Roosebeck Single Strung 10/9 Hammered Dulcimer with Hammers
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The Hammered Dulcimer has a beautiful, rich, full sound and has been used throughout the world for many centuries, originating in the Middle East. The name originates from the Latin word dulcis and the Greek word melos, which translates to "Sweet Tune."
Accessories Included: One pair of two sided dulcimer hammers that have a leather pad on one side to create a softer sound. Both hammers are lacewood with sheesham trim. Also included is a tuning tool, extra strings and drawstring bag.
Item overall: 34" L x 4" H x 12" W
Body: The bottom of instrument is made of multi-layered sheesham with opening in back that can be used as a carrying "handle." The sides are made out of genuine sheesham.
Soundboard: The soundboard is solid lacewood or beech wood and includes 1 sound hole with a sheesham rosette covering it. The rosette features an intricate vine and leaf pattern.
Nut: There are 2 sheesham nuts and each are placed on sides of instrument.
Tuning Pegs/ Levers: Includes 19 metal tuning pegs threaded into body.
End Pegs: There are 19 metal end pegs located opposite the tuning pegs.
Bridge: The sheesham bridges have color coded saddles on top that help make instrument easier to play. For the recommended tuning, the distance from the left nut to the 1st bridge at top should be .6" (16 mm) and the distance from the left nut to the 1st bridge at bottom should be .98" (24.9 mm). Please see owner's guide for visual.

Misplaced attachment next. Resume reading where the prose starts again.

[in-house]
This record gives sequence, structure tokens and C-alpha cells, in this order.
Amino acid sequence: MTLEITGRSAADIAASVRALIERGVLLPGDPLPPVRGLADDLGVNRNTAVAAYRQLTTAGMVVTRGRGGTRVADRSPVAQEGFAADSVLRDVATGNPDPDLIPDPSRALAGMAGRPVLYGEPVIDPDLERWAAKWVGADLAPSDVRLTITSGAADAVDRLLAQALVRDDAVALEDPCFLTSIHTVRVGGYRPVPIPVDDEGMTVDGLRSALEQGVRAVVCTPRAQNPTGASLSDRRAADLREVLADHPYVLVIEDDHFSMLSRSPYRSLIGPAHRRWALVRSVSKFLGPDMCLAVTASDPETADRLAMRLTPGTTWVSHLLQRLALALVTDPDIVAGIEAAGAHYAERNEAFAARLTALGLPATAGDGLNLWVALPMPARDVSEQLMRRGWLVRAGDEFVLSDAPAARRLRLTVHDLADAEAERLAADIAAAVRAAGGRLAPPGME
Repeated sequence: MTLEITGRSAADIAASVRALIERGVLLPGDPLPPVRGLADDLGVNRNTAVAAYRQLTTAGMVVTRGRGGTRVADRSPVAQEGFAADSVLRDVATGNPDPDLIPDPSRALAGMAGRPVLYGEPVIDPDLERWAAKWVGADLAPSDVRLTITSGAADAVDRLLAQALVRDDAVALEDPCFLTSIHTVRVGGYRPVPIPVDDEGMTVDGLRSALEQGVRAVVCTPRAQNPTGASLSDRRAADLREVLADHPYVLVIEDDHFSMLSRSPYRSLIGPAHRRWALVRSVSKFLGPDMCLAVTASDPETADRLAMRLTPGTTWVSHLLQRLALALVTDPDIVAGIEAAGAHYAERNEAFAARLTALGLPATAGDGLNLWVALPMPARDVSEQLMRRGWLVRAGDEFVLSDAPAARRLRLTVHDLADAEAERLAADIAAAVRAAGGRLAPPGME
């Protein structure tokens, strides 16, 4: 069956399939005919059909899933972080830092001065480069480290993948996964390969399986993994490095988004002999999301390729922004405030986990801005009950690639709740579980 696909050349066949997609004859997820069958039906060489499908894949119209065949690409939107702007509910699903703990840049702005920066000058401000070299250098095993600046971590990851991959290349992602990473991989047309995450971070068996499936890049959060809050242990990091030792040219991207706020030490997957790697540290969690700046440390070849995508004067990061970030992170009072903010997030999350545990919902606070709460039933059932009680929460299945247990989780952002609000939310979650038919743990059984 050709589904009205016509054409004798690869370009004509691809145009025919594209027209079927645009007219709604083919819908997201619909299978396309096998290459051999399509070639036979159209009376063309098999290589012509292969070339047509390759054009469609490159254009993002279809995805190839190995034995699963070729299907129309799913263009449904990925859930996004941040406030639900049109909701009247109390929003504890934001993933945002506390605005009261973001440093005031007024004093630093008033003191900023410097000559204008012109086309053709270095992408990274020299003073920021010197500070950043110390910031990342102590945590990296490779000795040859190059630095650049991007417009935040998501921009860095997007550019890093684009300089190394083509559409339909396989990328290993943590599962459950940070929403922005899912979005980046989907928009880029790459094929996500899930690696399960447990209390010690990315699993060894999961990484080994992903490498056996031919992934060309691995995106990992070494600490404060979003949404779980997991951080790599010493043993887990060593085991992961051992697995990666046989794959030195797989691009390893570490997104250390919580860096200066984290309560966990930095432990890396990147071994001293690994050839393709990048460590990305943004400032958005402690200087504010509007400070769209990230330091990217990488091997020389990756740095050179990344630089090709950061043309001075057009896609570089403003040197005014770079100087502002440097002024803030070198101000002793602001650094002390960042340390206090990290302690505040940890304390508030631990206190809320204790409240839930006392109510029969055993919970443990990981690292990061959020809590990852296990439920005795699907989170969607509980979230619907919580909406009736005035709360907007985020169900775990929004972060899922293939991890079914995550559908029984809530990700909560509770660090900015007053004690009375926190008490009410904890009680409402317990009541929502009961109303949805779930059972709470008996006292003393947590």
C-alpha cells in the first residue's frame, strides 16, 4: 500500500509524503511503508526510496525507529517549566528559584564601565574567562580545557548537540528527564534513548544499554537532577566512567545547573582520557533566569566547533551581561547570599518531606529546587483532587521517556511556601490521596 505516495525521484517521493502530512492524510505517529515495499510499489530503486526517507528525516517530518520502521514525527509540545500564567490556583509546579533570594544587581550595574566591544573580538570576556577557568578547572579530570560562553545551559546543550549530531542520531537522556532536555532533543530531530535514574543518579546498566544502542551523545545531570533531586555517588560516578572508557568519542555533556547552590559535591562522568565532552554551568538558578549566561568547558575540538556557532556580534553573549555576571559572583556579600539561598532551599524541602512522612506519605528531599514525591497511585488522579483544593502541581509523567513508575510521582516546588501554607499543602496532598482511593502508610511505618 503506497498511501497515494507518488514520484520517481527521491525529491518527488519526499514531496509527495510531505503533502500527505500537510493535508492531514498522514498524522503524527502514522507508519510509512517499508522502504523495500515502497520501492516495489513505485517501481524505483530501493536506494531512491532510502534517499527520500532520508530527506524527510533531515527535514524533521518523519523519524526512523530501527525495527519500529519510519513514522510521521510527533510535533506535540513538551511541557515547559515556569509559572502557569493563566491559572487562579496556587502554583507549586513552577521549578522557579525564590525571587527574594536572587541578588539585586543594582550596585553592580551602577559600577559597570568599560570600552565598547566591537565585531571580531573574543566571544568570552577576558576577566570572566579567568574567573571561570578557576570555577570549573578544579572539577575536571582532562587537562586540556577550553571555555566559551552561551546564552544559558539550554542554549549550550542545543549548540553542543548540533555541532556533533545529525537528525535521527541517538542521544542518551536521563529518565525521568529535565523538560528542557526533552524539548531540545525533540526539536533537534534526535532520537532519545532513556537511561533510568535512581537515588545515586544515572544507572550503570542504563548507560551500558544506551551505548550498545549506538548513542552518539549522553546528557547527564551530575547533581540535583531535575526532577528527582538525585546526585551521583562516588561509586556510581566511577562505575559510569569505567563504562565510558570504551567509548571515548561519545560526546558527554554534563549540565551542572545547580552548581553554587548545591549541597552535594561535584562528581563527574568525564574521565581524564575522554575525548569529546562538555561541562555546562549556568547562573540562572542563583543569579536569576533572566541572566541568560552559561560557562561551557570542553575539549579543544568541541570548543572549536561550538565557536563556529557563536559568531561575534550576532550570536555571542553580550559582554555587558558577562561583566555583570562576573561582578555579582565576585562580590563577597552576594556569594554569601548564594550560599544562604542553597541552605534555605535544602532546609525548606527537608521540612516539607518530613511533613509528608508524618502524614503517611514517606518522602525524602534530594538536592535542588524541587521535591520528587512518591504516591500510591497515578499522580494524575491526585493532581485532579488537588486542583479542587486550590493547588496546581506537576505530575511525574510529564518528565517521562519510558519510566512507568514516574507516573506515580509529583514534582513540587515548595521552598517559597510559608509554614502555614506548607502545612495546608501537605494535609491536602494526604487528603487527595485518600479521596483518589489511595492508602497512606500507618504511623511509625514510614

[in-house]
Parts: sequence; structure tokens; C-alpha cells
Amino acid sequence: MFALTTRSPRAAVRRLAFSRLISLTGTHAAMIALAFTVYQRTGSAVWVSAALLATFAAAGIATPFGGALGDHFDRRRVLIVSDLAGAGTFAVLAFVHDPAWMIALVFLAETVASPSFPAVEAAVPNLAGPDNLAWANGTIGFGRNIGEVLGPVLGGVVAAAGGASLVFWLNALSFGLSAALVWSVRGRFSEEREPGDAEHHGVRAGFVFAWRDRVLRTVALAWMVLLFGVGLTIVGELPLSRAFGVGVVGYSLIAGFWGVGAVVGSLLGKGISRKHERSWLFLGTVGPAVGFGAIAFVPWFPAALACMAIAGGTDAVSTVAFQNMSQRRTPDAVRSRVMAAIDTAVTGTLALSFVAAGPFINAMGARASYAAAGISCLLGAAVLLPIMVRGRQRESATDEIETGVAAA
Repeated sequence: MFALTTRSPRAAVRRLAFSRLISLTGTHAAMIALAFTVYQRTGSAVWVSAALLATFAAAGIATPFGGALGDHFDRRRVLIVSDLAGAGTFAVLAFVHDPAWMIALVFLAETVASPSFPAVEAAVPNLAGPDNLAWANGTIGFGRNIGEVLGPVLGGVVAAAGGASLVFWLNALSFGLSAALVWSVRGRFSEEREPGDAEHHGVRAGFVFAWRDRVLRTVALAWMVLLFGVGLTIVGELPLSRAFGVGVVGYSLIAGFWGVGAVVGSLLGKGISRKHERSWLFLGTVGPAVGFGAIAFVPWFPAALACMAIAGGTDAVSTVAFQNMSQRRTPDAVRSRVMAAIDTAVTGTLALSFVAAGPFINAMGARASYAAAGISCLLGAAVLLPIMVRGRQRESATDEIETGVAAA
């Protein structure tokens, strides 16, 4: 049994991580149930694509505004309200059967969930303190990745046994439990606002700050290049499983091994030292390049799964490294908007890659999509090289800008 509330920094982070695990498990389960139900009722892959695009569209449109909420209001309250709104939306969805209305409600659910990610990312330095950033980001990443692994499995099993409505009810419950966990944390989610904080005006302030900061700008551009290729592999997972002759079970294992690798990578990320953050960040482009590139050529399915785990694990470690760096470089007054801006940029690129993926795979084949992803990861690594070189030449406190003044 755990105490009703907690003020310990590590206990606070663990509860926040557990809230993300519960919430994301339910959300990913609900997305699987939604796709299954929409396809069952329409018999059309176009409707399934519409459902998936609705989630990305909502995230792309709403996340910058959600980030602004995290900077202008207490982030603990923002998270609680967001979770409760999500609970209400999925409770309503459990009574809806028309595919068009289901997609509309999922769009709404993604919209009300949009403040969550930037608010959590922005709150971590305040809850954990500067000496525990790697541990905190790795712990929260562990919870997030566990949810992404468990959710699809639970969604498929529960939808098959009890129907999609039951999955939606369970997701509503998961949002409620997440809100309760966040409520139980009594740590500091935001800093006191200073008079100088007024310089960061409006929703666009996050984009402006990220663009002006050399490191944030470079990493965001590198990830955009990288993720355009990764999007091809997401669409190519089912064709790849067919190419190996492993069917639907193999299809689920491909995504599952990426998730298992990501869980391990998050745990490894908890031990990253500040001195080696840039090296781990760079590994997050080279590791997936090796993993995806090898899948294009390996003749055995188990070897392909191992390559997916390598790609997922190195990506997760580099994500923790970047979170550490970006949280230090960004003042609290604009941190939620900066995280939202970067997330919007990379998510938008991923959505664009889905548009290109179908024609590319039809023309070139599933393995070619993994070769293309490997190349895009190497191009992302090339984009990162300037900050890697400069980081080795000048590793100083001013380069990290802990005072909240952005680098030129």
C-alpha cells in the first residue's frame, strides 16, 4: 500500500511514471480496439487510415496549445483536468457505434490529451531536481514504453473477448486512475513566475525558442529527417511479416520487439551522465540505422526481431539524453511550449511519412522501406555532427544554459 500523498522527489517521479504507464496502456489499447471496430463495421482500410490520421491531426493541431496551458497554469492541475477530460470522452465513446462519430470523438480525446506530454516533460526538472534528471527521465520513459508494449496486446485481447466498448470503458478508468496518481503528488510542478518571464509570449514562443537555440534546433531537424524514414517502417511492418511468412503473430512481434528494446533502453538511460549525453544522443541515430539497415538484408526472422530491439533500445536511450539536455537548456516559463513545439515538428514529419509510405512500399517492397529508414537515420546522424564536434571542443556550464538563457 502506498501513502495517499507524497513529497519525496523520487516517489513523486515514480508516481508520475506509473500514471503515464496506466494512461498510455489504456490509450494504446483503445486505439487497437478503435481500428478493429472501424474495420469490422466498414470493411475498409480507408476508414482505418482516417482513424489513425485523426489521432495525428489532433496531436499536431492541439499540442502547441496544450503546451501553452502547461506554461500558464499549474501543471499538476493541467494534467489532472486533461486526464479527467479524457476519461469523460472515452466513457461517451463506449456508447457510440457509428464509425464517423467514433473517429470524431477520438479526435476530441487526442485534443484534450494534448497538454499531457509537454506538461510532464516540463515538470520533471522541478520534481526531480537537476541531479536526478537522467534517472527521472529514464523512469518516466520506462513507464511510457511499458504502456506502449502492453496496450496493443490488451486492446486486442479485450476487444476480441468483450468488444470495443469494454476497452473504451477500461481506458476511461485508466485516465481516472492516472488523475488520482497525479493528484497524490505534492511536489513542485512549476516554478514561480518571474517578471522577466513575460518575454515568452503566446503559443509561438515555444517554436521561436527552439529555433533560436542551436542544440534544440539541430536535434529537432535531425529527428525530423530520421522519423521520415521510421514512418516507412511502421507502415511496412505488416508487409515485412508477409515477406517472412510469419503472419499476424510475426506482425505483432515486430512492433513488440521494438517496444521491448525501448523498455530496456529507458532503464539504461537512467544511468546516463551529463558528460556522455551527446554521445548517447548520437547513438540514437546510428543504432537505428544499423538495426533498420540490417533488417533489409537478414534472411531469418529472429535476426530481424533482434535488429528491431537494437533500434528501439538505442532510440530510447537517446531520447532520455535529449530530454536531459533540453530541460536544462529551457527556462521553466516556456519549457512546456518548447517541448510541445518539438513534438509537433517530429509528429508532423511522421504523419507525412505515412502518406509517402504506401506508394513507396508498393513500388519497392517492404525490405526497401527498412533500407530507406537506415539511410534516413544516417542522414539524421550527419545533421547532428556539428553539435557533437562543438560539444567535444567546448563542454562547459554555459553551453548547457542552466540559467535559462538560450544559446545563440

Tuning: The recommended tuning is Traditional Fifth Interval, see tuning chart in Owner's Guide.
Strings: This particular hammered dulcimer is a 10/9, which means there are 10 single strings crossing the treble bridge on the left, and 9 single strings crossing the bass bridge on the right. There is 1" spacing between each string and you can tune strings with the included "T" shaped tuning tool. All together there are 19 metal strings.
Actual instrument weight is approximately 11.75 lbs.
Made in Pakistan.
SPECIAL NOTE - No Warranty on Strings: Manufacturers recommend that you change the strings on your instrument as soon as you receive it. During the long journey to your home the elements affect the strings and may shorten their life expectancy and reduce their sound quality. On occasion, a string may fail during this trip; therefore, it is recommended that you purchase a replacement set of strings and consider changing them as soon as possible. Learning to change strings should be the first lesson learned when embarking on the journey of playing a new instrument.